Netanyahu Excluded His Defense Chiefs From Cabinet Call Approving Gaza Op

PM reportedly held telephone consultation with the cabinet from which he shunned defense chiefs who had expressed concern over his intention to carry out massive action in the Strip

Netanyahu meeting with defense officials at the Kirya military headquarters in Tel Aviv, September 15, 2019.
Ariel Hermoni/Defense Ministry

Prime Minister Benjamin Netanyahu consulted with members of his security cabinet last week in a telephone conversation with excluded the chief of staff and the head of the Shin Bet security service. At the end of the call, the premier got approval to carry out extensive military action in the Gaza Strip, Israeli daily Maariv reported on Tuesday. 

According to the report, Attorney General Avichai Mendelblit was informed by defense officials about Netanyahu's consultation and told the prime minister that the move was illegal, insisting that a formal security cabinet meeting be held at which the views of top defense officials would also be heard.

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The security cabinet telephone consultation took place last Tuesday night, after Netanyahu already held an urgent defense consultation in which defense establishment chiefs expressed their opposition to the move, as Haaretz reported earlier this week. 

That inital consultation happened hours after the prime minister was rushed off stage from a campaign rally in Ashdod when sirens sounded in the southern Mediterranean port town due to rocket fire from Gaza. Netanyahu was escorted by security guards to a shelter, while hundreds of supporters in the audience remained unprotected. The rocket was intercepted by the Iron Dome anti-missile system, and the prime minister returned to the stage and resumed his speech.

Netanyahu wished to have the army carry out rar military action in the coastal enclave, which could have had far-reaching repercussions. Attorney General Avichai Mendelblit, who was updated on the developments, thought that the law obligates Netanyahu to make such a decision only after he holds a thorough cabinet meeting in which the consequences of such a move would be explained by expert defense entities.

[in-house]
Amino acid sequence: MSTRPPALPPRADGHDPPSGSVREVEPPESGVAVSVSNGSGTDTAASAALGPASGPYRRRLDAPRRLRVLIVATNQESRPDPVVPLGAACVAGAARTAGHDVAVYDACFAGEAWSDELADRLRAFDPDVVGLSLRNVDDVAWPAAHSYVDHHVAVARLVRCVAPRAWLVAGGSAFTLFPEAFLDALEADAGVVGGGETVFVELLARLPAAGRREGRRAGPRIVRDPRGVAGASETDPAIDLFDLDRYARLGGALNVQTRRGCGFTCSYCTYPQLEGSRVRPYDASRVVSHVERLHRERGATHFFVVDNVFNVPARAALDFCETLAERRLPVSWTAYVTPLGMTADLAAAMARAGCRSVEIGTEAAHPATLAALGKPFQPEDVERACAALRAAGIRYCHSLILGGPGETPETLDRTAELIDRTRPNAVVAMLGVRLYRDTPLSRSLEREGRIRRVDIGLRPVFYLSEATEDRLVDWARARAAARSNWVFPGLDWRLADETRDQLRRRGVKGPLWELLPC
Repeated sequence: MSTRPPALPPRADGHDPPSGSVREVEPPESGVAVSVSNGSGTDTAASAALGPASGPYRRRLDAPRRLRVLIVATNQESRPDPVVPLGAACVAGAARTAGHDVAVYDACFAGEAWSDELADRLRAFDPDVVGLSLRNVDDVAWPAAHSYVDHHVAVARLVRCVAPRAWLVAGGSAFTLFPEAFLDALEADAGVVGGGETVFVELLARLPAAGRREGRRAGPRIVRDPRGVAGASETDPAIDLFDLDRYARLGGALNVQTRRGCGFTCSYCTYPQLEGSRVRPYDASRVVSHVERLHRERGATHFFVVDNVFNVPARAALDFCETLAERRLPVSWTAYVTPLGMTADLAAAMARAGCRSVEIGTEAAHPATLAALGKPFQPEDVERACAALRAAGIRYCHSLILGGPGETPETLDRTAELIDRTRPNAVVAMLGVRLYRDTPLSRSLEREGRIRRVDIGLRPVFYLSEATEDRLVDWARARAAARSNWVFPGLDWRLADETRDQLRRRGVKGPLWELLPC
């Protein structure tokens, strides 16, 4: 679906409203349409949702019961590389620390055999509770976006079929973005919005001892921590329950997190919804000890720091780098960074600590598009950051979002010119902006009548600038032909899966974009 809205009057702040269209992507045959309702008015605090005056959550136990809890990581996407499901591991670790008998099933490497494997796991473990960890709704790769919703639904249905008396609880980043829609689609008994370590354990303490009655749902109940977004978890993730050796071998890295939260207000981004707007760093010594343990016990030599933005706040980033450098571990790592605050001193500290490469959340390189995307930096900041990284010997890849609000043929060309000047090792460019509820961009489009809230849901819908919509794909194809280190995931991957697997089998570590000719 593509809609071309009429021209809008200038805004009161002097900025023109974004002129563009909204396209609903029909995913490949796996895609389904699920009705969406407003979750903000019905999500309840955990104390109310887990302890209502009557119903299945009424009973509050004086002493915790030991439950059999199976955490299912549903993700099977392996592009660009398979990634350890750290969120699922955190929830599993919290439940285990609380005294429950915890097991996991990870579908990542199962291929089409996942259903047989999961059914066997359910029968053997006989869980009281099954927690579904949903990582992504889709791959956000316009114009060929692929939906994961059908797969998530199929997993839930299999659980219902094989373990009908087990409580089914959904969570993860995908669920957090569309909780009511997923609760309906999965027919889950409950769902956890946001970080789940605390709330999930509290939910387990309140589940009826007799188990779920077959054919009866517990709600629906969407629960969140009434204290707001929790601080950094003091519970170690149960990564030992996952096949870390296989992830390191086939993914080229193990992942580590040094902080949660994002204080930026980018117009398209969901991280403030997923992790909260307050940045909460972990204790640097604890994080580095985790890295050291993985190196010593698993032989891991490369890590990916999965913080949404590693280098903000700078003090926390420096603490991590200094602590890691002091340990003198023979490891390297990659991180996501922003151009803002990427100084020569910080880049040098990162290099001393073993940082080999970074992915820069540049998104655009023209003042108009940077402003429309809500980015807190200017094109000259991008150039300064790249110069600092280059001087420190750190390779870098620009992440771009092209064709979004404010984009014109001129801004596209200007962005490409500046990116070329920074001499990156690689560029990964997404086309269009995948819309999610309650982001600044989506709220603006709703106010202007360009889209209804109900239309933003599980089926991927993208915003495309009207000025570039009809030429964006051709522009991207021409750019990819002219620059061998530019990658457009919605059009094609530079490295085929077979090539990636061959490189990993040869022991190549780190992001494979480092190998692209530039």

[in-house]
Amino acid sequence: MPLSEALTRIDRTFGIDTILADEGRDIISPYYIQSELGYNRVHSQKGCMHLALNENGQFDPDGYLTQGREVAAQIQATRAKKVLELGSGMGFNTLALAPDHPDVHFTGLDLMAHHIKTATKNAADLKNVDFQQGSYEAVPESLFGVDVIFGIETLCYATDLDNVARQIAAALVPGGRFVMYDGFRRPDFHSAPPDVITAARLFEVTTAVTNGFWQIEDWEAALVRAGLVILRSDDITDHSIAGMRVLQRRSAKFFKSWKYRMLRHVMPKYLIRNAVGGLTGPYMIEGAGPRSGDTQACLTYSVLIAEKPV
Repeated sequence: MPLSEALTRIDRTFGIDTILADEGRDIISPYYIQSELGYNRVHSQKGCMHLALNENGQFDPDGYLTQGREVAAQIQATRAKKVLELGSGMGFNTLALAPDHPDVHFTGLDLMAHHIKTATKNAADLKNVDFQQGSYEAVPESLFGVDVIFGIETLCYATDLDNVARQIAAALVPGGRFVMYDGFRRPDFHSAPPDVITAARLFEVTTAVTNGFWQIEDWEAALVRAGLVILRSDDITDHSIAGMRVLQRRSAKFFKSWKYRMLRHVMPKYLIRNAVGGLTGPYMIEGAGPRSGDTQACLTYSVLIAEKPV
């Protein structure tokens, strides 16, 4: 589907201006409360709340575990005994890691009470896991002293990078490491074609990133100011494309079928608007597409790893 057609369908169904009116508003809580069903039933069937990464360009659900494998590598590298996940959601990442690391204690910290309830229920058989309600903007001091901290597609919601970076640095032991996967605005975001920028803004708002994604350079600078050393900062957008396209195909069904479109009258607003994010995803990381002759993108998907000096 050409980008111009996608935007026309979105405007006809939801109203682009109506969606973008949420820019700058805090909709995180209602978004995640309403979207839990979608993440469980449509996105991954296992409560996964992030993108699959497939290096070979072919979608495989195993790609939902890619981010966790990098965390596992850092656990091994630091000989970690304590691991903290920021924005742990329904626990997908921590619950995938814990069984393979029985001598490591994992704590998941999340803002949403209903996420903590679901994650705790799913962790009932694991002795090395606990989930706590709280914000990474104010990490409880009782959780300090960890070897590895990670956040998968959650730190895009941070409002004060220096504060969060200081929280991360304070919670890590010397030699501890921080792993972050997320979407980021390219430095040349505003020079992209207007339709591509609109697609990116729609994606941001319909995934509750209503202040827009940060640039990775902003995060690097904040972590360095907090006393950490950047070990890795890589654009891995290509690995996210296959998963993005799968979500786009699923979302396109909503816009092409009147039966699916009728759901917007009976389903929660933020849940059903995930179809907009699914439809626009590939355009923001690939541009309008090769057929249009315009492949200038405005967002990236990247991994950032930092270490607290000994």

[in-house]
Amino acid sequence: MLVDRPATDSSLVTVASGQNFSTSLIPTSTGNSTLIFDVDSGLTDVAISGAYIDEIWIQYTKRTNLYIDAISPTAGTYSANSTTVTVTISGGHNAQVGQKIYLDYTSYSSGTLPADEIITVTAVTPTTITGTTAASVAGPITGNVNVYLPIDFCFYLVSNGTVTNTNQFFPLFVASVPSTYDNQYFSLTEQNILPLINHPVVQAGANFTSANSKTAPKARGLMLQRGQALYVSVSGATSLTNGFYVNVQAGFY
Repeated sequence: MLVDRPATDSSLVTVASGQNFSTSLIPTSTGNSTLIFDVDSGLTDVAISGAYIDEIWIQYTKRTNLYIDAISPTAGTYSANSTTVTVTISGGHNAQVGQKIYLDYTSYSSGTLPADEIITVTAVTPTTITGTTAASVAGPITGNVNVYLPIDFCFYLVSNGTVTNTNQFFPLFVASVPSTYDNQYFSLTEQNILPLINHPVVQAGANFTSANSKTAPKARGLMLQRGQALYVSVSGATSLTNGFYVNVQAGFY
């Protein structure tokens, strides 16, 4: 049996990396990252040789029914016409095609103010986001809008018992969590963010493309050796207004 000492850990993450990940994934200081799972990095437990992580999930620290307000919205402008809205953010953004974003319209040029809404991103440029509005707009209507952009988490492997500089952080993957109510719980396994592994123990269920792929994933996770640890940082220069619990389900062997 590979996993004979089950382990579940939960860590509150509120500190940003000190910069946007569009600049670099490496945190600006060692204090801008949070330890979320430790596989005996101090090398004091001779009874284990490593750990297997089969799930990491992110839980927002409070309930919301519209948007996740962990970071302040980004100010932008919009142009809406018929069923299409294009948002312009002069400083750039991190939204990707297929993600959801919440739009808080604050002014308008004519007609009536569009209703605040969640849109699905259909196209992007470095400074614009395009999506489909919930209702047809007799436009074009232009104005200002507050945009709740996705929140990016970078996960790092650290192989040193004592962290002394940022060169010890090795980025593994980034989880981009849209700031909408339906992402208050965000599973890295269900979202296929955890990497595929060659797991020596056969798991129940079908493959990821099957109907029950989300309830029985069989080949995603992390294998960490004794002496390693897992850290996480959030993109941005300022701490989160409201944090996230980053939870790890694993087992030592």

However, Maariv's report indicates that Netanyahu made do with a telephone call instead of an actual discussion. In that conversation, the cabinet members were not made aware of the reservations defense officials had shared with Netanyahu, and the call ended with the cabinet green-lighting the move. 

The reservations of the defense chiefs stemmed from two reasons, as Haaretz has learned: One of them was that a massive attack in Gaza would cause significant damage to the environment; the other was that a Palestinian response could include a big rocket barrage orchestrated by Hamas and Islamic Jihad, which would bring the escalation to the threshold of war. 

Some of the defense chiefs, although they did not share this with Netanyahu, suspected that his considerations were not entirely pure and also had to do with the upcoming election. 

During ensuing discussions, which lasted over several days, the head of the National Security Council asked the chairman of the Central Elections Committee to attend the meeting. In the meeting, National Security head Meir Ben-Shabbat said that Israel intended to set out on a military campaign that could lead to the election getting postponed, and asked Melcer to prepare accordingly. According to Israeli law, the Knesset could decide to postpone an election in special circumstances such as war, in a majority vote of 80 lawmakers. 

Eventually, the Israeli military did not carry out an extensive strike, attacking instead several Hamas targets in the Strip that did not result in casualties.